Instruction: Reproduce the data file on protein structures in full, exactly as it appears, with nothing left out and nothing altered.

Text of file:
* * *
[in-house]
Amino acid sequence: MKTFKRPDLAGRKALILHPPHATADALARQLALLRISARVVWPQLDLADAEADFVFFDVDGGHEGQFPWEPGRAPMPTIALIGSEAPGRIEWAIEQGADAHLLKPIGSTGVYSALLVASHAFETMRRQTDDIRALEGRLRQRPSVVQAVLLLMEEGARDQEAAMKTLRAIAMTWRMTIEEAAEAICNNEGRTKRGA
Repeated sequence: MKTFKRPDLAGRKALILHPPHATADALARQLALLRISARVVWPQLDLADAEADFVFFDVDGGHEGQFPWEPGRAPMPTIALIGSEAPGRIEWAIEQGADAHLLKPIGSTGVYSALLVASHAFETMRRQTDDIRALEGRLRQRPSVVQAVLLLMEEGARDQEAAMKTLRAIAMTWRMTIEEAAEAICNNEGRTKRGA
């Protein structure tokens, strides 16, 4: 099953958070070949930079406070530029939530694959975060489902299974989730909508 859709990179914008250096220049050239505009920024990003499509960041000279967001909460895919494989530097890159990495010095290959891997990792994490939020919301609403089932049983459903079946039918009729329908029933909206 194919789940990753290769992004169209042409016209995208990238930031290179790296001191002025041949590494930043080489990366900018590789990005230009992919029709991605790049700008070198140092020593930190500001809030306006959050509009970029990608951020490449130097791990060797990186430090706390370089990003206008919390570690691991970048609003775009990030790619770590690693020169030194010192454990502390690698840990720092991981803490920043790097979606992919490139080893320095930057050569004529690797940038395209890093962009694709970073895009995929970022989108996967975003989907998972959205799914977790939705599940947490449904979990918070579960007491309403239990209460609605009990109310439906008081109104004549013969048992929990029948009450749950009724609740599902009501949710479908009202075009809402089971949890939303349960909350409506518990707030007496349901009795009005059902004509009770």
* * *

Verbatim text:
[in-house]
Amino acid sequence: MKTFKRPDLAGRKALILHPPHATADALARQLALLRISARVVWPQLDLADAEADFVFFDVDGGHEGQFPWEPGRAPMPTIALIGSEAPGRIEWAIEQGADAHLLKPIGSTGVYSALLVASHAFETMRRQTDDIRALEGRLRQRPSVVQAVLLLMEEGARDQEAAMKTLRAIAMTWRMTIEEAAEAICNNEGRTKRGA
Repeated sequence: MKTFKRPDLAGRKALILHPPHATADALARQLALLRISARVVWPQLDLADAEADFVFFDVDGGHEGQFPWEPGRAPMPTIALIGSEAPGRIEWAIEQGADAHLLKPIGSTGVYSALLVASHAFETMRRQTDDIRALEGRLRQRPSVVQAVLLLMEEGARDQEAAMKTLRAIAMTWRMTIEEAAEAICNNEGRTKRGA
């Protein structure tokens, strides 16, 4: 099953958070070949930079406070530029939530694959975060489902299974989730909508 859709990179914008250096220049050239505009920024990003499509960041000279967001909460895919494989530097890159990495010095290959891997990792994490939020919301609403089932049983459903079946039918009729329908029933909206 194919789940990753290769992004169209042409016209995208990238930031290179790296001191002025041949590494930043080489990366900018590789990005230009992919029709991605790049700008070198140092020593930190500001809030306006959050509009970029990608951020490449130097791990060797990186430090706390370089990003206008919390570690691991970048609003775009990030790619770590690693020169030194010192454990502390690698840990720092991981803490920043790097979606992919490139080893320095930057050569004529690797940038395209890093962009694709970073895009995929970022989108996967975003989907998972959205799914977790939705599940947490449904979990918070579960007491309403239990209460609605009990109310439906008081109104004549013969048992929990029948009450749950009724609740599902009501949710479908009202075009809402089971949890939303349960909350409506518990707030007496349901009795009005059902004509009770």